On October 16, when the spacecraft is still 559,000 miles (900,000 kilometers) from the Red Planet, the Schiaparelli lander will separate from the orbiter and three days later parachute down to the Martian surface. The orbiter will take measurements of the planet’s atmosphere (including methane) as well as any atmospheric electrical fields.

Mars is a popular place. There are currently five active orbiters there: two European (Mars Express and Mars Odyssey), two American (Mars Reconnaissance Orbiter and MAVEN), one Indian (Mars Orbiter Mission) and two rovers (Opportunity and Curiosity) with another lander and orbiter en route!

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Bold Euro-Russian Expedition Blasts Free of Earth En Route to Mars in Search of Life’s Indicators

Artists concept of ExoMars spacecraft separation from Breeze M fourth stage. Credit: ESA

The cooperative Euro-Russian ExoMars 2016 expedition is now en route to the Red Planet after successfully firing its upper stage booster one final time on Monday evening, March 15, to blast free of the Earth’s gravitational tug and begin a 500 million kilometer interplanetary journey in a bold search of indications of life emanating from potential Martian microbes.

The vehicle is in “good health” with the solar panels unfurled, generating power and on course for the 500 Million kilometer (300 million mile) journey to Mars.

The joint European/Russian ExoMars spacecraft successfully blasted off from the Baikonur Cosmodrome in Kazakhstan atop a Russian Proton-M rocket at 5:31:42 a.m. EDT (0931:42 GMT), Monday, March 14, with the goal of searching for possible signatures of life in the form of trace amounts of atmospheric methane on the Red Planet.

https://youtu.be/2r7qqK5E7fU

Video caption: Blastoff of Russian Proton rocket from the Baikonur Cosmodrome carrying ExoMars 2016 mission on March 14, 2016. Credit: Roscosmos

The first three stages of the 191-foot-tall (58-meter) Russian-built rocket fired as scheduled over the first ten minutes and lofted the 9,550-pound (4,332-kilogram) ExoMars to orbit.

Three more firings from the Breeze-M fourth stage quickly raised the probe into progressively higher temporary parking orbits around Earth.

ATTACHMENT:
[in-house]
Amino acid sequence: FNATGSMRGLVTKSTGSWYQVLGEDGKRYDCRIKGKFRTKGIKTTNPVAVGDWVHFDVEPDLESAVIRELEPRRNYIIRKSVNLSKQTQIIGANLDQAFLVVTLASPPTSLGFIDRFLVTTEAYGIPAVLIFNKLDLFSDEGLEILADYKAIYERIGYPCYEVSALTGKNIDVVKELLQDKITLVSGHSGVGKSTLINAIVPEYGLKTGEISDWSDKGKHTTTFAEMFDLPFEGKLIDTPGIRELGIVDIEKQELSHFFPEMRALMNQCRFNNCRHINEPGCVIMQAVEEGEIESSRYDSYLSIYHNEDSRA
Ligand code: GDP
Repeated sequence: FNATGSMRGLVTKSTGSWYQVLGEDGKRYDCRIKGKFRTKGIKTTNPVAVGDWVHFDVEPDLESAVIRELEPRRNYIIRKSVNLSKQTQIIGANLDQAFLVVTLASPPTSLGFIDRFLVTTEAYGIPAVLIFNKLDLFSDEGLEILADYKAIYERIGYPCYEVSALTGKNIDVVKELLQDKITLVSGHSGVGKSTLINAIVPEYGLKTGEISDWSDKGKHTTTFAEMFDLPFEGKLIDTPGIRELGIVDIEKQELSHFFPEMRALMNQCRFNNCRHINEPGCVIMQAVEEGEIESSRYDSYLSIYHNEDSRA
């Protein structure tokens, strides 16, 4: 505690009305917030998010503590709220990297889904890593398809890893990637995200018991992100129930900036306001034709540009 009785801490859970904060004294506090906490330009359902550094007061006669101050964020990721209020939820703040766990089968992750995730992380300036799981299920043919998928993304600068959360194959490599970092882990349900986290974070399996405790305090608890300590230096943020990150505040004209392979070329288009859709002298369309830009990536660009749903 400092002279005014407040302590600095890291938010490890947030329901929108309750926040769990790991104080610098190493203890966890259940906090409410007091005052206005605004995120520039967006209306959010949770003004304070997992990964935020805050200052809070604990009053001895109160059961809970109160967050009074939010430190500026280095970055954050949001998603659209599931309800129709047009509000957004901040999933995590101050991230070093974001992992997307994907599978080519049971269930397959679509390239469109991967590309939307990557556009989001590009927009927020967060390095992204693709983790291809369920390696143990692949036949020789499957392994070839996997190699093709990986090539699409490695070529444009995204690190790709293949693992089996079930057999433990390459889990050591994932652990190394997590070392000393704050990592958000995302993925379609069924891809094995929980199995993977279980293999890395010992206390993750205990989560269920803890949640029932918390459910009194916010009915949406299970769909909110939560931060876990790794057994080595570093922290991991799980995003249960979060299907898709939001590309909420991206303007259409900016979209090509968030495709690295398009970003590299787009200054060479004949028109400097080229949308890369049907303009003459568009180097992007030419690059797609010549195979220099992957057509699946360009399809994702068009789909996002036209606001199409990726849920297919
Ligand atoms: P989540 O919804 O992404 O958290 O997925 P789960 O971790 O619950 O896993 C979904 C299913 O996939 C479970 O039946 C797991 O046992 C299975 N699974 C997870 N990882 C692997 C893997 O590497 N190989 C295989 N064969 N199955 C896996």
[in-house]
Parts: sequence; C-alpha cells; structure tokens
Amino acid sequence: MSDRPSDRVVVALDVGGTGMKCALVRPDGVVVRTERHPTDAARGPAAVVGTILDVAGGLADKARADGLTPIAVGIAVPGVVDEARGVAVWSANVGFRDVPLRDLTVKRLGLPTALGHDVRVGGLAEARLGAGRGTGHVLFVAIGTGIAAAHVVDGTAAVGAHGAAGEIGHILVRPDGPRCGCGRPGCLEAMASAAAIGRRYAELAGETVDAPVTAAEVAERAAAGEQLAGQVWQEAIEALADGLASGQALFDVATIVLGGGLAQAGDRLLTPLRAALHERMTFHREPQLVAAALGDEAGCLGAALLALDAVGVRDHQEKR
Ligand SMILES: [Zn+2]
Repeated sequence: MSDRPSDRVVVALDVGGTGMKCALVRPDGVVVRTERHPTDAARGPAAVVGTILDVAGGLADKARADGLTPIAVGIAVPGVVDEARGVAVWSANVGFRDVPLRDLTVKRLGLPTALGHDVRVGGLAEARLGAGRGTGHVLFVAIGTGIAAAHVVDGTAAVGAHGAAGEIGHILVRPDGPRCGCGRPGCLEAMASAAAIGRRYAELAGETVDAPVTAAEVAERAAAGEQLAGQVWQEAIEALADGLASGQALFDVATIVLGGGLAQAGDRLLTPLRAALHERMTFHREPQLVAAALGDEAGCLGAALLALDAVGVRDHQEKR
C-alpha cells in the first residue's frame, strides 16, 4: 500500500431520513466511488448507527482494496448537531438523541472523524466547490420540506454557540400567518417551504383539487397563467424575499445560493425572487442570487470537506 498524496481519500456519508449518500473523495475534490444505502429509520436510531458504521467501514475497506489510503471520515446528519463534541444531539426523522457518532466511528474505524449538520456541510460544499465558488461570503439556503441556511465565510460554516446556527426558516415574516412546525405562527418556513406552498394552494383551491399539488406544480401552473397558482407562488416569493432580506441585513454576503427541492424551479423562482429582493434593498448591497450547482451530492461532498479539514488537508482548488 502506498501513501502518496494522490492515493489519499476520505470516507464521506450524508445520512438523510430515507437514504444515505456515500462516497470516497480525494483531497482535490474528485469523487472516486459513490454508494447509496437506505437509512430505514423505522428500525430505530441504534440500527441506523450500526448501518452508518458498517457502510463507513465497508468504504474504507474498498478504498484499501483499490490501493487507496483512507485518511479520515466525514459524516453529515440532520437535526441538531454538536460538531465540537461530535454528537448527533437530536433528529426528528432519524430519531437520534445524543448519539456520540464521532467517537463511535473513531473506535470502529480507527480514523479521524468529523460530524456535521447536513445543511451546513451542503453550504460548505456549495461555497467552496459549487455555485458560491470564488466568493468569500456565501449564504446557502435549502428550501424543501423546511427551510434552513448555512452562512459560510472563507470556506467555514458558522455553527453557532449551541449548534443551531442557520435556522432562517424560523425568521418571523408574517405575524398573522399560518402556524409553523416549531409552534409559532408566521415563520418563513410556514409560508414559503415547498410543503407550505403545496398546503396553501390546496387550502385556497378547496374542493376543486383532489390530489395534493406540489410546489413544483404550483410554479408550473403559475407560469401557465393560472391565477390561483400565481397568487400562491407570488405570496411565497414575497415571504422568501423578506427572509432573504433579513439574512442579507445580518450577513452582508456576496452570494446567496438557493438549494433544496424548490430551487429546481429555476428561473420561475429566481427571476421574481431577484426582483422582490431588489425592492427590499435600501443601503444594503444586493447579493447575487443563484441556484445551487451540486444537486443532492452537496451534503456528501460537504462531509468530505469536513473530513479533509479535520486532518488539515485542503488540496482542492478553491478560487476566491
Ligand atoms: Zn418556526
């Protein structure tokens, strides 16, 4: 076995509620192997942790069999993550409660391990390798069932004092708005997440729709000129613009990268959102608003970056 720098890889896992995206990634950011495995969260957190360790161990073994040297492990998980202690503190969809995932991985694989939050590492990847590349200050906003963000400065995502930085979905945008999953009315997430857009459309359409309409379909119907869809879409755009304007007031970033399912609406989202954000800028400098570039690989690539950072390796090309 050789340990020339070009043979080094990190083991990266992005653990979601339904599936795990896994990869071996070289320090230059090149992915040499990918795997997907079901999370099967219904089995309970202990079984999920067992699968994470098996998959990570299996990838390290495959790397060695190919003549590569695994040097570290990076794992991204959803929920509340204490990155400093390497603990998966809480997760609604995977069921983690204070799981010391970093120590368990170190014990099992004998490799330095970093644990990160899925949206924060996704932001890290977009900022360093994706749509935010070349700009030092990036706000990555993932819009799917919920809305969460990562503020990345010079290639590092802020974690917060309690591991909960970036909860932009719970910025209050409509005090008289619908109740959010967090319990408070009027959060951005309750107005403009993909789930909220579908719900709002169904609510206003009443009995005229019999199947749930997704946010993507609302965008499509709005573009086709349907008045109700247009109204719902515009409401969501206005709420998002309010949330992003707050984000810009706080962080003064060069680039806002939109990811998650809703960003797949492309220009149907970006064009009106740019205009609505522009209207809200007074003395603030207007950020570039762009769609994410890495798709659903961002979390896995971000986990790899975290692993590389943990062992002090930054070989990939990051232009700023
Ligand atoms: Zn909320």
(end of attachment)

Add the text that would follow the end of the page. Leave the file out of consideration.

But the science and engineering teams from the European Space Agency (ESA) and and Roscosmos had to keep their fingers crossed and endure an agonizingly long wait of more than 10 hours before the fourth and final ignition of the Proton’s Breeze-M upper stage required to break the bonds of Earth.

The do or die last Breeze-M upper stage burn with ExoMars still attached was finally fired exactly as planned.

The probe was released at last from the Breeze at 20:13 GMT.

However, it took another long hour to corroborate the missions true success until the first acquisition of signal (AOS) from the spacecraft was received at ESA’s control centre in Darmstadt, Germany via the Malindi ground tracking station in Africa at 5:21:29 p.m. EST (21:29 GMT), confirming a fully successful launch with the spacecraft in good health.

It was propelled outwards to begin a seven-month-long journey to the Red Planet to the great relief of everyone involved from ESA, Roscosmos and other nations participating. An upper stage failure caused the total loss of Russia’s prior mission to Mars; Phobos-Grunt.

“Only the process of collaboration produces the best technical solutions for great research results. Roscosmos and ESA are confident of the mission’s success,” said Igor Komarov, General Director of the Roscosmos State Space Corporation, in a statement.